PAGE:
Preview – Inclusivity Now – Inclusion & Creativity: The Manga Connection

Posted on: Monday 05 July 2021 2:20pm by Nigel Twumasi

Nigel Twumasi presents the video in the CMC 2021 Inclusivity Now strand which considers the power of Manga to advance diversity and inclusion.

Manga is a medium that is so often misunderstood, even as it fills the shelves of enthusiastic readers across the country. The Japanese form of comic storytelling is frequently seen through the narrow lens of a stereotype, leading content producers to miss the great potential it has to speak to a new generation eager to consume content that relates to them. 

In our video, Inclusion & Creativity: The Manga Connection, we examine the medium and learn why manga strikes such a chord. Our contributors will highlight how it can act as a bridge for inclusion in children’s media and a platform that sparks further creativity. 

I talk to Comic Book and Manga Artist Mikiko, Child and Adolescent Psychiatrist Dr Marcus Tan, and student Sabrina Sellami about what makes manga unique as a medium for inclusion. We land on some key takeaways all delegates can learn from: 

  • A captivating, dynamic visual style of illustration that pulls in readers.
  • Authentic, emotionally diverse characters and stories.
  • An ability to tackle difficult topics in an authentic manner. 

Manga is a medium bursting with convention-breaking characters and diverse storylines. Even as a manga writer I continue to be surprised at the breadth of protagonists, settings and plots found across its black and white pages. 

As Mikiko describes, manga has a very appealing visual style. The large eyes and often exaggerated, excitable expressions of its characters can be jarring but delve beneath the surface and it becomes apparent this is just one of the features that allow children and young people to connect with the medium so deeply. 

Manga uses its monochrome imagery to dynamic effect. Not only in terms of action but emotionally; we see characters worry, laugh, cry, howl with rage and show fear, allowing young readers to easily identify their own emotions.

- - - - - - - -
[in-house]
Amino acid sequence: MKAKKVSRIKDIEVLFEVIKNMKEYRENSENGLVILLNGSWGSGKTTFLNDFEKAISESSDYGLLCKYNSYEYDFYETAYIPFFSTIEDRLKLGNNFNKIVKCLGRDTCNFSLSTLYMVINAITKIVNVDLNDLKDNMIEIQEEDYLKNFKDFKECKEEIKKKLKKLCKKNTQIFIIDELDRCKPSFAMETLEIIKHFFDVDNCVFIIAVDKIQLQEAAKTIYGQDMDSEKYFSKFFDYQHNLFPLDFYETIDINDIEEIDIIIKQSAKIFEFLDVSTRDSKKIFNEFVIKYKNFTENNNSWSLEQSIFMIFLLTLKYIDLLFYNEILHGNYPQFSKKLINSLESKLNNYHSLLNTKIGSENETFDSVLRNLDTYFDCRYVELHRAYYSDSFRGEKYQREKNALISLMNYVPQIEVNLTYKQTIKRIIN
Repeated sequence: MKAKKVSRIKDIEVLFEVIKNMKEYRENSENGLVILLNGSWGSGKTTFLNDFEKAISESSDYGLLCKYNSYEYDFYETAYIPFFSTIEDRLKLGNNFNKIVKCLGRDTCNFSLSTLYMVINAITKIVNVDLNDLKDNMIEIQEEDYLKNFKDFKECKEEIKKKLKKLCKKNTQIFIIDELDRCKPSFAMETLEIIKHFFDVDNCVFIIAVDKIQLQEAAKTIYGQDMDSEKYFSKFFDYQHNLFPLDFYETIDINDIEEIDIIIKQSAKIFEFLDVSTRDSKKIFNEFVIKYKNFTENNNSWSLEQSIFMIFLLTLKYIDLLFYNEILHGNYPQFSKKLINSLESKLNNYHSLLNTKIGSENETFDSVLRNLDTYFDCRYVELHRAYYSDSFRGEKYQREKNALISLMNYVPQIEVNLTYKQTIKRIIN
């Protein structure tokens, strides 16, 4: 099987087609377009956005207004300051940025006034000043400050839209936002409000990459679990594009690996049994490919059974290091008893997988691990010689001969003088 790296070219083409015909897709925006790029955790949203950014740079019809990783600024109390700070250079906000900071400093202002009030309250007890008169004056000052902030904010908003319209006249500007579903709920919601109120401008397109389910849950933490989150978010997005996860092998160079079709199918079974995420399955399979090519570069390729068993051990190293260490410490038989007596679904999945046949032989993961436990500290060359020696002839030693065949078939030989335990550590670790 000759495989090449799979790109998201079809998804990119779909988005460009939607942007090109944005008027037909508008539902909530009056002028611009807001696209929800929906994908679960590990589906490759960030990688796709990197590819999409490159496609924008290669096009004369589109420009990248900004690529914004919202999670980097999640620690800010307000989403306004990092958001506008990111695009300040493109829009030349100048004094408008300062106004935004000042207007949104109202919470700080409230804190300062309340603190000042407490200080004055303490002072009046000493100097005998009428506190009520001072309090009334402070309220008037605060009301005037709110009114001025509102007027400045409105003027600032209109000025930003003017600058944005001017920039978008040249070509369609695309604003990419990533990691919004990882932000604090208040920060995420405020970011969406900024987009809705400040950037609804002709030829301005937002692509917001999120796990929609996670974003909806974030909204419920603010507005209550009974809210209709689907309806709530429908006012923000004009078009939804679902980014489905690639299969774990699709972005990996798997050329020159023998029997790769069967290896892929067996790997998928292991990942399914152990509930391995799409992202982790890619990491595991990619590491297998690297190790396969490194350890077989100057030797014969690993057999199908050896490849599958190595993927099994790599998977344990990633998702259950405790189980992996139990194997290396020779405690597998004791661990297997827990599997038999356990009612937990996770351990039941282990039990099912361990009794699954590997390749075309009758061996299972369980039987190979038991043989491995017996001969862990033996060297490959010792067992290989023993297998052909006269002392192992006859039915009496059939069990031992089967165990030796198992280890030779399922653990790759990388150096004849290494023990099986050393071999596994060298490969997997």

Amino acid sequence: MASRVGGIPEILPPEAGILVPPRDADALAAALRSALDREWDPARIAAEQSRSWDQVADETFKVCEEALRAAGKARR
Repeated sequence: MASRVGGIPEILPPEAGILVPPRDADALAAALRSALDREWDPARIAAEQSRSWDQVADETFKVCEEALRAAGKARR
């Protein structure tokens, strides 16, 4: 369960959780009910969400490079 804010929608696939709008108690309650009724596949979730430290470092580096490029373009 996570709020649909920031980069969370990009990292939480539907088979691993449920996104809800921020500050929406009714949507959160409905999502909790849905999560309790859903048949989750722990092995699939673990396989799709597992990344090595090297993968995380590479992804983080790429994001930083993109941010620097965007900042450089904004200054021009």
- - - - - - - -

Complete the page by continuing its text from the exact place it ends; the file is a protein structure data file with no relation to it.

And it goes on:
It wasn’t until I began working with young people through our comic story workshop sessions that I understood the true power of the medium. I’ve met many children who may be considered introverted or socially awkward but find a way to express themselves through characters able to do a lot of the emotive work on their behalf. 

Introverted protagonists battling with self-doubt are by no means out of the ordinary. While more extroverted characters can regularly find themselves taking up supporting roles…a dynamic seemingly flippled from the typical swath of super-powered protagonists and characteristics typically promoted in western media…Spider-Man notwithstanding! 

The decision to create our own brand that draws heavily from the manga medium was a considered one. For myself and co-founder Lao, manga has such a diversity of storylines that we could really let our own imaginations run wild and not feel out of place. 

As I gain a better understanding I have learned of another of manga’s best qualities, highlighted by both Marcus and Sabrina. There is a natural ability to tackle difficult issues through appealing narratives and characters in a way that doesn’t talk down or patronise the audience. 

Dysfunction in families, corruption, gender roles, personal failure, same-sex relationships, morality and even the very nature of truth can all be masterfully woven into stories.

Even with the noble intention of advancing diversity and inclusion, we as producers can make the mistake of creating characters to tick boxes of diversity but not necessarily tell a compelling story. The danger is creating idealistic worlds where everyone gets along but “dumb down” valid message in the eyes of some young audiences. Particularly those unable to link some of the ideal scenarios often seen in western media to their own lives. 

Some of the dysfunction that is found in manga may be imperfect but can be infinitely more relatable to someone going through similar things in their formative years. Stories aren’t made to teach children lessons, they’re made to pull them into captivating worlds where they are able to learn from the journeys of characters they truly care about.

Blog CMC 2021 Previews CMC Ebulletin

Nigel Twumasi

About the author

Nigel Twumasi

mayamada, Co-founder

Nigel Twumasi is a former software engineer turned creative entrepreneur. He is the co-founder of mayamada, a manga brand set within a universe of original characters and stories. Nigel has built up a brand that reaches across comics, video games and youth engagement and in 2019 was recognised as a… Read more